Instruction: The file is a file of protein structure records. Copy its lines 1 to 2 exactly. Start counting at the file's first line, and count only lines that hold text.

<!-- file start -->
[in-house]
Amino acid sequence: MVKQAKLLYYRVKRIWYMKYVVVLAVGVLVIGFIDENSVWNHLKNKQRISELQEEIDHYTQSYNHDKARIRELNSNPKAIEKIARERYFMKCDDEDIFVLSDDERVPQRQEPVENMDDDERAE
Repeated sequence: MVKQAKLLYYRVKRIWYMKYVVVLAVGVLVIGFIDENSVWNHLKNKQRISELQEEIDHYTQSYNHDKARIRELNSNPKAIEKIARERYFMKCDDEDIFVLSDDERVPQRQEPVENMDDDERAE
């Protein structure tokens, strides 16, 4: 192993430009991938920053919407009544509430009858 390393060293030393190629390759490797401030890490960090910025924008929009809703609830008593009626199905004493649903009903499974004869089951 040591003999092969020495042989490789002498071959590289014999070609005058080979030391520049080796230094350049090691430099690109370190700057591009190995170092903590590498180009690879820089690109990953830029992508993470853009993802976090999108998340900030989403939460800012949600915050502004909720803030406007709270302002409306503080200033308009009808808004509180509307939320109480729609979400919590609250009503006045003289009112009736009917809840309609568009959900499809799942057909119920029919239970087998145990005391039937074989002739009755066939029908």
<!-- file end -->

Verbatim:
[in-house]
Amino acid sequence: MVKQAKLLYYRVKRIWYMKYVVVLAVGVLVIGFIDENSVWNHLKNKQRISELQEEIDHYTQSYNHDKARIRELNSNPKAIEKIARERYFMKCDDEDIFVLSDDERVPQRQEPVENMDDDERAE